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PRESIDENT ABRAHAM LINCOLN.
In the White House-Assembling of the Rebel Congress-Rebel Emis
saries Sent to Washington-A Vigorous Policy Clamored forThe First Gun at Sumter-Great Excitement throughout the Republic—A Nation in Arms-Attack on the Sixth Massachusetts-Notable Deaths.
HEN he installed himself in the White House,
the official residence of Presidents of the United States, Lincoln found that two lamentable features of affairs were really not wholly unobjectionable, from one point of view. He was surrounded by hordes of office-seekers; the country was on the brink of war. Nevertheless, with his ready way of finding something encouraging, even in calamities, he said that if the people of the loyal States did not have implicit confidence in the stability of the Union and the Government they would not flock in such numbers to Washington to hunt for places under that Government. And, although Buchanan's administration had gone out of power leaving everything in the wildest confusion, it had left no policy for Lincoln to revoke or modify. As he expressed it, there was nothing to be undone. Buchanan had merely let things drift. The Rebels, meanwhile, had been busily engaged in beginning their so-called Confederacy. But they made very little progress.
No troops had been sent against them. They had no “armed invader” to repel, as they had expected. Although the bulk of the United States army was practically in their hands, they had no excuse for fighting, none for that invasion of the North which their leaders had promised and some of their allies in the free States had expected.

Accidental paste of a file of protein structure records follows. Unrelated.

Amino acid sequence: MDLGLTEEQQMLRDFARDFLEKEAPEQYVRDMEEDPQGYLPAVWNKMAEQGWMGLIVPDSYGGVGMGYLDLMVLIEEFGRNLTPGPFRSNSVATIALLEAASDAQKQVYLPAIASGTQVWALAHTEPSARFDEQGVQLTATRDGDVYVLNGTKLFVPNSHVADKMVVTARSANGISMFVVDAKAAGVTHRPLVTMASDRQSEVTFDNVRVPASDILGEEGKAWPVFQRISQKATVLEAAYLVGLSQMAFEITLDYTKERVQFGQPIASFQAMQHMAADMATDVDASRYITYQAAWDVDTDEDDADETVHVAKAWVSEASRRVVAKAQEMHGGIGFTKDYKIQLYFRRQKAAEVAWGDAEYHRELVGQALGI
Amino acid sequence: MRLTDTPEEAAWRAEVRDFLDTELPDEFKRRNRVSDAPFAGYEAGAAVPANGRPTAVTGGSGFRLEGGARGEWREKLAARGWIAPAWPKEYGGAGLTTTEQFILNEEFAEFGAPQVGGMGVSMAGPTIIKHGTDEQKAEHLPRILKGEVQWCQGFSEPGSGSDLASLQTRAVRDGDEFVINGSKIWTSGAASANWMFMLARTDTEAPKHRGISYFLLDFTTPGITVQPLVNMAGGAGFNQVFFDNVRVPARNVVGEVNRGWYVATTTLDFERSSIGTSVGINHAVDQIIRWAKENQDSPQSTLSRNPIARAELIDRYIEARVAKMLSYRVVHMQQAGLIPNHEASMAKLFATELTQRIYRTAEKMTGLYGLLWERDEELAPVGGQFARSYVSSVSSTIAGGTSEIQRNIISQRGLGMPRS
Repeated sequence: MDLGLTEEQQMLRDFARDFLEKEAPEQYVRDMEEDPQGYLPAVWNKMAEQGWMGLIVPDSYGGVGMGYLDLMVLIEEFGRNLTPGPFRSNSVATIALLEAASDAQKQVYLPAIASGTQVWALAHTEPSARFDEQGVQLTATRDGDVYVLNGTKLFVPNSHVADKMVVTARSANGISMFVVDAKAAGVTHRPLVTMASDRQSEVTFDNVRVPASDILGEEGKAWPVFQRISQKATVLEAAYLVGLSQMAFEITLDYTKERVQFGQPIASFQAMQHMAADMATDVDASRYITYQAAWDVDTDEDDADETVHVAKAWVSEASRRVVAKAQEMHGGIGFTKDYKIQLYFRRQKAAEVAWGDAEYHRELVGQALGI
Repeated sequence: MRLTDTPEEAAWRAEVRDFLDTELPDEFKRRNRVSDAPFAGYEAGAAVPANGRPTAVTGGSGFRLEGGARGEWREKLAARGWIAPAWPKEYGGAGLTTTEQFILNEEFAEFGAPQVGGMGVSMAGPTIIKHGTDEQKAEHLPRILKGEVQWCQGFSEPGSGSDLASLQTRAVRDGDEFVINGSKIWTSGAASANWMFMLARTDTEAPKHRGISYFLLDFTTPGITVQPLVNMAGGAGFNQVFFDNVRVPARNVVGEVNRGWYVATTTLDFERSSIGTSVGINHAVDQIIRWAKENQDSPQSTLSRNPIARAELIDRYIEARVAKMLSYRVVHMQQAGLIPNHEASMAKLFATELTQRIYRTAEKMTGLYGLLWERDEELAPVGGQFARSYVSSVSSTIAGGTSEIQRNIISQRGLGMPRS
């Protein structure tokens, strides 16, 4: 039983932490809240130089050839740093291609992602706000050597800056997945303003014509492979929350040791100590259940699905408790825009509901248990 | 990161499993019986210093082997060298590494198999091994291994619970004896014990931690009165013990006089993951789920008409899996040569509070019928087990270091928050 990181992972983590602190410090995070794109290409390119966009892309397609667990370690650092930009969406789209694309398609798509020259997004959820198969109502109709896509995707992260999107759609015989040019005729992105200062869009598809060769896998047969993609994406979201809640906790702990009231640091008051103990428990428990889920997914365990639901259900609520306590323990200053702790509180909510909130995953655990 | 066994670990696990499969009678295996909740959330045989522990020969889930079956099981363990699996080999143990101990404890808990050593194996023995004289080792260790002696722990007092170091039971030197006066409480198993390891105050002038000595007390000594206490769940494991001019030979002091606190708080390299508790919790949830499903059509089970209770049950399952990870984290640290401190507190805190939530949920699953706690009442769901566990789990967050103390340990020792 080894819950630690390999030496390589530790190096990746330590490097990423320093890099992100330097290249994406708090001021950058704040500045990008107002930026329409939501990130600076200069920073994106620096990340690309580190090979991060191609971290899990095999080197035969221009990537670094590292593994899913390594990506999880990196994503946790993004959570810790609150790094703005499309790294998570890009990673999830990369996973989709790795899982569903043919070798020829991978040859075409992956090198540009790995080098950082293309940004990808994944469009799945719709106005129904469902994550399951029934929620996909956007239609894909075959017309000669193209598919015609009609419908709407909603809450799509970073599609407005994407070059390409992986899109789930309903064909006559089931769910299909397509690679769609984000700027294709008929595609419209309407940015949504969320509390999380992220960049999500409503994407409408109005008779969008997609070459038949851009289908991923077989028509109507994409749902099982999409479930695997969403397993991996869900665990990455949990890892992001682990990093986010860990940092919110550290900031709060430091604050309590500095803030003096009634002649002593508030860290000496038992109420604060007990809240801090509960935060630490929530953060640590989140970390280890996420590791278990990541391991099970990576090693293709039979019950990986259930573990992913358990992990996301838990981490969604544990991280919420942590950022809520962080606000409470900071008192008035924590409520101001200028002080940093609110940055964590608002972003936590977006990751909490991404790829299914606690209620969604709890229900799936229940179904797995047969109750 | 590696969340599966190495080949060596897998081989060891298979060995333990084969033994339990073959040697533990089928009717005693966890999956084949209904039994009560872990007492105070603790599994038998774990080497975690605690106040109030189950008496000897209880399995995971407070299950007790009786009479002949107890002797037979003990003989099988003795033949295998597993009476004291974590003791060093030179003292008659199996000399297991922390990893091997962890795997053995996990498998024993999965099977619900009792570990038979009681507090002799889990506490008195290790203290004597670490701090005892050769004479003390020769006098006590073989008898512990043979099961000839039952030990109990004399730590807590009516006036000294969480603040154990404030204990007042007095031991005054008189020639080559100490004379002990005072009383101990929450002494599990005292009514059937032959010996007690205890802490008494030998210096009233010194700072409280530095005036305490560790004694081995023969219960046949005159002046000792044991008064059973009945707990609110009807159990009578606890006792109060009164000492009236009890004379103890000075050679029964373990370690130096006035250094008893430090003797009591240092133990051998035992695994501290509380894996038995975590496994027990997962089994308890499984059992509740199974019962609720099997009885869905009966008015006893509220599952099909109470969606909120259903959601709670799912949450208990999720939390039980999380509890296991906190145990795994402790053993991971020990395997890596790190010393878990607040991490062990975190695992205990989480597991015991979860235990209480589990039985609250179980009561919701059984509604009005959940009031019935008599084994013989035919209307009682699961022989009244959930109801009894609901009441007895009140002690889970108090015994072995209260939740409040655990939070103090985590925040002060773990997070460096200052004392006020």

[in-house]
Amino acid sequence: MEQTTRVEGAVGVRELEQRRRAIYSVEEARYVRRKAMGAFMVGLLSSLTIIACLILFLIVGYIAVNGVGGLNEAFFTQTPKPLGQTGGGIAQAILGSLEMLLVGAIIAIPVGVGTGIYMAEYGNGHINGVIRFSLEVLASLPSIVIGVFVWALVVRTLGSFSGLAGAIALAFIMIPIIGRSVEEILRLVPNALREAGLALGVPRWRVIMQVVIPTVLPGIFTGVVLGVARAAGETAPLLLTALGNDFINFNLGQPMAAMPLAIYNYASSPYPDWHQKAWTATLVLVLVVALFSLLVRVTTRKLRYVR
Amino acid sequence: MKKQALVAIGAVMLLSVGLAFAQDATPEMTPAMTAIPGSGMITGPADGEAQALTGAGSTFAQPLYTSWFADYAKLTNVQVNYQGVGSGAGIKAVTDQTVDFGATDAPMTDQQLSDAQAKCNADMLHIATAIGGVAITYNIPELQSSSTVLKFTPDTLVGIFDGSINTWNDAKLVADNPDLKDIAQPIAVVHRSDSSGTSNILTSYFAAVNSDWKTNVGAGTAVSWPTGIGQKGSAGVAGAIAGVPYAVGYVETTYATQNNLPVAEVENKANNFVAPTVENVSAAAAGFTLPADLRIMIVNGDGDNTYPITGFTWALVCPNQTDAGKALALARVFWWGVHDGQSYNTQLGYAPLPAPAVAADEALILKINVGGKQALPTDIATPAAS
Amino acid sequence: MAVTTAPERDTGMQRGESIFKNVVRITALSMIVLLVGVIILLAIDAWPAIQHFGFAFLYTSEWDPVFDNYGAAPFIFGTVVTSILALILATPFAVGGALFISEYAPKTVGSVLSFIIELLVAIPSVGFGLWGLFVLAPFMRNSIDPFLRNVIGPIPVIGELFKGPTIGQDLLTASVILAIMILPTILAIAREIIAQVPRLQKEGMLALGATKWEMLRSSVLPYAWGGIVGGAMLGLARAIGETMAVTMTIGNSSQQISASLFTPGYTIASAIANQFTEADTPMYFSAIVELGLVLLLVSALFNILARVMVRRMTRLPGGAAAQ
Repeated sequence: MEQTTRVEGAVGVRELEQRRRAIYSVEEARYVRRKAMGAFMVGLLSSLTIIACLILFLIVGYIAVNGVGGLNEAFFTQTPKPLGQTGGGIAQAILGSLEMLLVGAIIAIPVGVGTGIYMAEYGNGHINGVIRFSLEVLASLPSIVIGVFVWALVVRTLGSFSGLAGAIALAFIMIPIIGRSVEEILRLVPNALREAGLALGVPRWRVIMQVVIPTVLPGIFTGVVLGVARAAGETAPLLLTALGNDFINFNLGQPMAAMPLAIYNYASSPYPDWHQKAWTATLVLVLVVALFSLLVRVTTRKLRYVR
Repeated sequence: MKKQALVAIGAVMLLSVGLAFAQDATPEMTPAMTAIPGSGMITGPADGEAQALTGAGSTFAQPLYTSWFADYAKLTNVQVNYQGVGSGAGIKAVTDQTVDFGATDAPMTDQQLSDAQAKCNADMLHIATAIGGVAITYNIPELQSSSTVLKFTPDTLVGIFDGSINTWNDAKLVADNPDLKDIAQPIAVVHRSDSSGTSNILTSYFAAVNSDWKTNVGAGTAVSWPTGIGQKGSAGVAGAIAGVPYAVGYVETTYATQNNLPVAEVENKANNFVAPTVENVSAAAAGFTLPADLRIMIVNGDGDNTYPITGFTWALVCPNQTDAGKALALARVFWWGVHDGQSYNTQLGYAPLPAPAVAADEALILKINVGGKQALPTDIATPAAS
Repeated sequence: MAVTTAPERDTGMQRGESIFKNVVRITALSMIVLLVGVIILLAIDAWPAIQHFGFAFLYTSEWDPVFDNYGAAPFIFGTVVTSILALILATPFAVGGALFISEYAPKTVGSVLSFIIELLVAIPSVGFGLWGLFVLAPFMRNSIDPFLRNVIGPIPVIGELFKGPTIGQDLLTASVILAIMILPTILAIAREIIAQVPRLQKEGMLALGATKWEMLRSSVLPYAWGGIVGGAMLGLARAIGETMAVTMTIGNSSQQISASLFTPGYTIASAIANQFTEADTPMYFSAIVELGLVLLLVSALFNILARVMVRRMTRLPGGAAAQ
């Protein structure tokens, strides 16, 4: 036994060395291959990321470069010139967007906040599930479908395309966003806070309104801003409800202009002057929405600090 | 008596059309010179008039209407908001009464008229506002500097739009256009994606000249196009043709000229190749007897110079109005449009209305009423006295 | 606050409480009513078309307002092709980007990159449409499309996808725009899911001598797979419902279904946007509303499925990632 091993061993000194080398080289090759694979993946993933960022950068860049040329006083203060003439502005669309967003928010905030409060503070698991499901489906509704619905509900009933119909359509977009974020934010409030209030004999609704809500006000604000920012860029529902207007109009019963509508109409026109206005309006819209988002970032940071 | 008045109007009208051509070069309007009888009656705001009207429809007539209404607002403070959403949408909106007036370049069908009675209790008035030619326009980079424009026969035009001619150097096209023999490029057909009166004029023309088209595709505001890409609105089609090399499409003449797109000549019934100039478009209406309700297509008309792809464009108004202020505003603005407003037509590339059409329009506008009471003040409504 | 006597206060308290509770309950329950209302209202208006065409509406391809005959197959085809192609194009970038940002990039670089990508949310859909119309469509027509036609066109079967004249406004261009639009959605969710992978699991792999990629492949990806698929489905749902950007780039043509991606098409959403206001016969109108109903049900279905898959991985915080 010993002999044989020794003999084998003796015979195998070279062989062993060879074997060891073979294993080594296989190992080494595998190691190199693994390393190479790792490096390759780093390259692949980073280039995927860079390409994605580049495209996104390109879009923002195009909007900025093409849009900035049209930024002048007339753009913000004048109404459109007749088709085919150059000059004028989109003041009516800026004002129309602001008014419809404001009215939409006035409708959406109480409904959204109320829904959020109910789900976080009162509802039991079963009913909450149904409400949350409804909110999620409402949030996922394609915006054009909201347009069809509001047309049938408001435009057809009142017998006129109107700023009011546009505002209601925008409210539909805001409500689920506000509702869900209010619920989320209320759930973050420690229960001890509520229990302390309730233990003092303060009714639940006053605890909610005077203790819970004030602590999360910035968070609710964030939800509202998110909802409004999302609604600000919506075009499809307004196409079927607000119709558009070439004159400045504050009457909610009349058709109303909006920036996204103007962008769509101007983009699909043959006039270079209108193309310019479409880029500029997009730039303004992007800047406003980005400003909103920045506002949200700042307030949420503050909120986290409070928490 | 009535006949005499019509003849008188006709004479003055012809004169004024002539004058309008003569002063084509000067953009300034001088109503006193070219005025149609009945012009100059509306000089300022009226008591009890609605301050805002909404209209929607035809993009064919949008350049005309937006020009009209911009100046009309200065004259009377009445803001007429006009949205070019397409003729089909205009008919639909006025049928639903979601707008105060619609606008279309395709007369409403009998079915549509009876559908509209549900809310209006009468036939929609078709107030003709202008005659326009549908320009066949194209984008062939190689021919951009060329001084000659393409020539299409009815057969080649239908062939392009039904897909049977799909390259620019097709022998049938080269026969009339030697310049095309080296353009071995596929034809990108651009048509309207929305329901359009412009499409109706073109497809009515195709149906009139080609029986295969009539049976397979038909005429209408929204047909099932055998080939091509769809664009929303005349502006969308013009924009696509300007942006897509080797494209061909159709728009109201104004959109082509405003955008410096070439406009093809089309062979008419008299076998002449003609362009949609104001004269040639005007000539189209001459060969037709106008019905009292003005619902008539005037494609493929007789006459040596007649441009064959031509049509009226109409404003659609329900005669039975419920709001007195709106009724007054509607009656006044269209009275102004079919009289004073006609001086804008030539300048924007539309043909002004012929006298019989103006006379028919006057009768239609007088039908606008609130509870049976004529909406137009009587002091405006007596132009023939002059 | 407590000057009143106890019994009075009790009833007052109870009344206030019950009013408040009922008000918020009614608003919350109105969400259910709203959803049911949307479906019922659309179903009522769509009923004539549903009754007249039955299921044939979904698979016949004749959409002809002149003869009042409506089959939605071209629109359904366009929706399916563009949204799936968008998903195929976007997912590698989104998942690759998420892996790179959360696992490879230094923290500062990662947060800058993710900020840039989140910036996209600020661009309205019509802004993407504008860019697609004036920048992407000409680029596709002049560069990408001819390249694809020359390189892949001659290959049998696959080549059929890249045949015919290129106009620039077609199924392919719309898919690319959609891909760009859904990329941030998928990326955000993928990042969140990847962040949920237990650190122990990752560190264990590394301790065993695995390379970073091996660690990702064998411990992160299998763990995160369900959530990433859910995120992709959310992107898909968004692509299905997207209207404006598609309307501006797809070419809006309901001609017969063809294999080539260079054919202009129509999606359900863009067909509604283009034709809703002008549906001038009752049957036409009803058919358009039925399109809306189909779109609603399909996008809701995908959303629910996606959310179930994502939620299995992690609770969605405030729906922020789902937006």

The Rebel Congress assembled at Montgomery, and, on the ninth of March, 1861, passed a bill for the organization of an army. This was an insurrectionary measure, and was intended to draw the fire, so to speak, of the Government. But no steps were taken by Lincoln. Next, two commissioners, or emissaries, Mr. Forsyth of Alabama, and Mr. Crawford of Georgia, were sent to Washington to negotiate a treaty with the United States Government, just as if they represented a foreign government. They presented themselves at the State Department, but no official reception was accorded them, and when they applied to Lincoln, the President refused to see them, but sent them, with a certain grim humor, a copy of his inaugural address as an intimation of the views which, as President of the United States, he had just enunciated. They were in a quandary. Doubtless they expected to be arrested, as they might have been, being openly in rebellion against the Government and liable to be tried for treason. Still, the President did nothing. The commissioners dallied in the national capital for a time, in communication with their friends in the South, and gleaning what information they could. In order to delay their departure, they had asked
that the reply of the Secretary of State, Mr. Seward, should be given to them as late as the eighth of April, and this request was acceded to. taken altogether, a most extraordinary situation. Several States of the Union were formally in revolt against the Government of the Republic, with a socalled Congress in session, a full-fledged Government in running order, an army and navy in process of formation, and diplomatic agents at the capital of the nation. Lincoln made no sign.
While the commissioners, Forsyth and Crawford, were hanging about Washington, Mr. Talbot, a lieutenant in the United States army, had been sent to Charleston, South Carolina, by the President, to notify the authorities of that State and Gen. Beauregard, commander of the Rebel forces, that Fort Sumter, in Charleston Harbor, would be provisioned at all hazards. This determination of the Government was also communicated to Forsyth and Crawford in Washington. On the eighth of April, Secretary Seward's formal reply was given to the commissioners, although it was dated March fifteenth. In the document, which was a memorandum merely, Mr. Seward formally told the commissioners that they could have no recognition from the Government of the United States.